Spirit of the West's John Mann to try unproven treatment for Alzheimer's
Canadian researchers say there's no evidence risky stem cell procedure will have any benefit
Canadian music icon John Mann will be starting off the New Year by going abroad for stem cell therapy to treat early-onset Alzheimer's disease, but researchers say the treatment is far from benign and hasn't been proven to be effective.
"John's in really good physical condition, but he's reached the end of what he can do with any medical intervention with the Alzheimer's," said Jill Daum, his partner of 29 years.
Mann announced the Alzheimer's diagnosis last fall, saying he then needed the help of an iPad to sing his own songs. He was still in remission for colorectal cancer at the time.
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An online fundraiser in December quickly amassed $55,000 for the controversial treatment. Daum says he will start the therapy on Jan. 9. They have yet to choose a clinic, but they've narrowed it down to two choices, both in Mexico.
They had tried to get into the same Mexican clinic that Gordie Howe went to treat the effects of two debilitating strokes, but it's fully booked until April.
Stem cell treatment or clinical trials for Alzheimer's has yet to be approved for treatment in Canada or the U.S.
Rapidly worsening symptoms
Daum speaks on behalf of Mann, 53, because he's no longer able to have a conversation — he has trouble remembering questions before he can answer them.
But she says the most recent hardship he's had to face is that he can no longer play guitar.
"That's really a difficult thing for him, because he plays guitar and sings every day," she said.
She says the experience of watching her partner and father of their two children, 23 and 25, slowly drift away has been overwhelming.
"Basically you have this extended deep daily pain as you experience a little bit of loss every day," she said. "It's awful; it's devastating for every person who's dealing with this."
Daum said she's "very skeptical" about trying stem cell therapy, but Mann insisted on it.
"John had to try it just because … it's pretty hard not to, if it could help," she said.
"He will tell you that a big reason he wants to do this is so that he has more time with his kids."
Mann has maxed out on the little Alzheimer's treatment that's available in Canada, Daum said, having taken medication for two years now.
Dr. Larry Chambers, the scientific advisor for the Alzheimer Society of Canada, says there is no cure for the disease, which he emphasizes is not a natural part of aging — although age is a risk factor, with the risk of diagnosis doubling every five years after 65.
"We are very fortunate to have a lot of knowledge based on science and medicine, but there are frontiers, and this is one of the frontiers that we haven't got through yet," he said.
There are four drugs approved in Canada to help manage Alzheimer's symptoms, he said, the last new drug having been approved in 2005. But he says advances in stem cell research have been "quite promising."
"Stem cell research is one of the most active areas in neuroscience research these days," he said. "And of course a lot of the researchers involved with Alzheimer's disease are looking to it as a possible way of treating people with Alzheimer's and other types of dementia."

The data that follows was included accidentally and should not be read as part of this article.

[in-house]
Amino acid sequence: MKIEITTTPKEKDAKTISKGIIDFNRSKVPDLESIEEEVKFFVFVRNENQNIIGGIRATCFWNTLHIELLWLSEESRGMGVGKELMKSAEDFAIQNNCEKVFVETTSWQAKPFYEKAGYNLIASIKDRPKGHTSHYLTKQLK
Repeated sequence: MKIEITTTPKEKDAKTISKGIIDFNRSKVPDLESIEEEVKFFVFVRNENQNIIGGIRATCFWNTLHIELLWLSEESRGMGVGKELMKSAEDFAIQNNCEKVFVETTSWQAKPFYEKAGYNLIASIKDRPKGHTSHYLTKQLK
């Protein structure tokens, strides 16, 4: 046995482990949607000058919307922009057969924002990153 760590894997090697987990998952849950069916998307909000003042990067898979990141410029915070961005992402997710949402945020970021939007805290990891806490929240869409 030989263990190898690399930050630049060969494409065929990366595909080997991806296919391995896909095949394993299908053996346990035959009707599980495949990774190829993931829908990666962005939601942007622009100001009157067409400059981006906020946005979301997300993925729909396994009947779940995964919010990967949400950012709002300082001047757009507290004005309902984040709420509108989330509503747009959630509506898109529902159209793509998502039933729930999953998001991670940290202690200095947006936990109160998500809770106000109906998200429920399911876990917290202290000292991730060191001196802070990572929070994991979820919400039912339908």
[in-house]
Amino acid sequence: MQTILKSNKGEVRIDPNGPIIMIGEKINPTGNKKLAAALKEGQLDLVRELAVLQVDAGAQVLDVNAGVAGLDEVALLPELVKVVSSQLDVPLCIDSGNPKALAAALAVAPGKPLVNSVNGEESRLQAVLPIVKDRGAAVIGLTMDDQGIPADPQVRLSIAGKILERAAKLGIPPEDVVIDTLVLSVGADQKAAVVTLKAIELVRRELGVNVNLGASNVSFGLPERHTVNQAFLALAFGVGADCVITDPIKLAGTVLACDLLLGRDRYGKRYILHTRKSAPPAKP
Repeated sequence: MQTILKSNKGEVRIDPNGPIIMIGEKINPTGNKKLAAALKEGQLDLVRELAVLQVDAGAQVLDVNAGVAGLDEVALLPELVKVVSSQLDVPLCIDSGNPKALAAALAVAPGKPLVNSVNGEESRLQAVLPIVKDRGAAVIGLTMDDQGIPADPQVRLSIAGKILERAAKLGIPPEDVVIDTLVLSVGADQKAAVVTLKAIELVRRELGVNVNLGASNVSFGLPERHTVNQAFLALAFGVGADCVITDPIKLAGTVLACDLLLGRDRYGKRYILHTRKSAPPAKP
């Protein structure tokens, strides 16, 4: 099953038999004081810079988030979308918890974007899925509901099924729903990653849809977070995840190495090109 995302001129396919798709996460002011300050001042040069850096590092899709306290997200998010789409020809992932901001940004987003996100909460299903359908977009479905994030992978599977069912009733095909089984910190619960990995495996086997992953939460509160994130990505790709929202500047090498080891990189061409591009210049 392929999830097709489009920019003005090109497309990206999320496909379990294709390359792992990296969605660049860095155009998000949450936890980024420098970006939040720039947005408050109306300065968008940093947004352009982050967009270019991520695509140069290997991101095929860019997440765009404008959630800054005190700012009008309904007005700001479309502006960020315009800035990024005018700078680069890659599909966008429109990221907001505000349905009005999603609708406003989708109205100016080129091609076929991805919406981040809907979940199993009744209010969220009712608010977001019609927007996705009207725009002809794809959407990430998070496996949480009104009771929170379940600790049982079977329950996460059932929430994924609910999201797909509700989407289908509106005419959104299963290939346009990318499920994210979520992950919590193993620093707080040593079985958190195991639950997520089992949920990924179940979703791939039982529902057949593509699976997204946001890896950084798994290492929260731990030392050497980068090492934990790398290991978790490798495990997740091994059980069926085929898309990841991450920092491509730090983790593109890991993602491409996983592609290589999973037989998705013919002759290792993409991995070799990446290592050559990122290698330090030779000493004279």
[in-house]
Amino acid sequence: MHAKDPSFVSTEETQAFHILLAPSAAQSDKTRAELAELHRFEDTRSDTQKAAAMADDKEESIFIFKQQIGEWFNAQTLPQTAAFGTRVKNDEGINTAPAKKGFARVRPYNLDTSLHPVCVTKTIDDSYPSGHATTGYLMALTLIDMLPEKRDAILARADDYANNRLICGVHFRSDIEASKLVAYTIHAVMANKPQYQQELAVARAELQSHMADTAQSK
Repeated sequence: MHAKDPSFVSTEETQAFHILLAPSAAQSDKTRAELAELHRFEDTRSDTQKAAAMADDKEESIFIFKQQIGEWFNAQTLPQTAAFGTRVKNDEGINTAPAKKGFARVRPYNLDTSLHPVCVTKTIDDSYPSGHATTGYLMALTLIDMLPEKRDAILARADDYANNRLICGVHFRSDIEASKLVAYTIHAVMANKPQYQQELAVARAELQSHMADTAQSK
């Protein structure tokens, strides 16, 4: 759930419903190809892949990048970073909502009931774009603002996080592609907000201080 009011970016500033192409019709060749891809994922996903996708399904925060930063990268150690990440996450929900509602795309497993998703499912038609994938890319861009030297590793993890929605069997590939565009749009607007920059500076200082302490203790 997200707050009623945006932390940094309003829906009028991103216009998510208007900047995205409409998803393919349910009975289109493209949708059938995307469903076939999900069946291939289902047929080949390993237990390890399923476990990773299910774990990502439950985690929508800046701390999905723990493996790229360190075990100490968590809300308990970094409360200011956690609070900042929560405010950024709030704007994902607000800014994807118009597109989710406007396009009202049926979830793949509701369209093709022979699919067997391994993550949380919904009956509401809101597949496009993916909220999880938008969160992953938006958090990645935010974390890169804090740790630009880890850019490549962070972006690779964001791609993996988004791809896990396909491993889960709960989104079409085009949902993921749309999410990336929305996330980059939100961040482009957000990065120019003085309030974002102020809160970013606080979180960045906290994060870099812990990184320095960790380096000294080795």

Chambers said he's not surprised by Mann's choice to seek stem cell treatment abroad, given the limited options available in Canada.
"It's a devastating disease and people become desperate," he said. "There's always someone out there who will sell you something."
No evidence to support claims
But some researchers in Canada strongly caution against seeking stem cell treatment abroad.
Dr. Mick Bhatia, scientific director at McMaster University's Stem Cell and Cancer Research Institute, says there is little evidence to support clinical trials, let alone treatment, for Alzheimer's — especially given that there are still no answers regarding the exact cause of the disease.
Nor is the treatment devoid of risk, he says.
"There's no way of controlling what those cells will do if they undergo any kind of mutation that might make them continue to keep going," he said.
"With the Canadian health care system, any therapies are quite rigorous and they're checked over by many groups and jurisdictions, so anything abroad might not meet those standards."
As a researcher, Bhatia says he's frustrated with the growing number of clinics abroad that offer stem cell therapy to an increasingly long list of patients.
"No one benefits from rushing the process," he said. "If something catastrophic happens … it could shut off legitimate research and legitimate progress in the area of cell transplants."
He says private clinics abroad don't contribute to the scientific process, because they don't share their findings with other researchers and they don't publish peer-reviewed work.
Bhatia wishes Mann and his family well and hopes there are benefits to his treatment, but he wants details about the exact type of stem cell treatment he's receiving and the outcomes to be more publicly available.
As for Mann and his partner Daum, they're keeping their expectations in check.
"For our hope, we just think, wow, wouldn't it be great if John could play the guitar," said Daum.